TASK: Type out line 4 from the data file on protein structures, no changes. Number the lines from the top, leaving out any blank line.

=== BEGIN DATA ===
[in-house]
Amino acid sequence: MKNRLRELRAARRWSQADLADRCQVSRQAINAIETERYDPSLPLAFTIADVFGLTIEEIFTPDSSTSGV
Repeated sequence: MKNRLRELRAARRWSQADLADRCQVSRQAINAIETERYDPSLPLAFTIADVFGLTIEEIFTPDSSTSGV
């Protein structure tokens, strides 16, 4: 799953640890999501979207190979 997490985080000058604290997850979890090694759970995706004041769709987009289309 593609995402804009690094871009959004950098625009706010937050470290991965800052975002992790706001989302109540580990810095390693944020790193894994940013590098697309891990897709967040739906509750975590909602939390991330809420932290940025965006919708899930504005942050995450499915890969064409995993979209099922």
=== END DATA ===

């Protein structure tokens, strides 16, 4: 799953640890999501979207190979 997490985080000058604290997850979890090694759970995706004041769709987009289309 593609995402804009690094871009959004950098625009706010937050470290991965800052975002992790706001989302109540580990810095390693944020790193894994940013590098697309891990897709967040739906509750975590909602939390991330809420932290940025965006919708899930504005942050995450499915890969064409995993979209099922």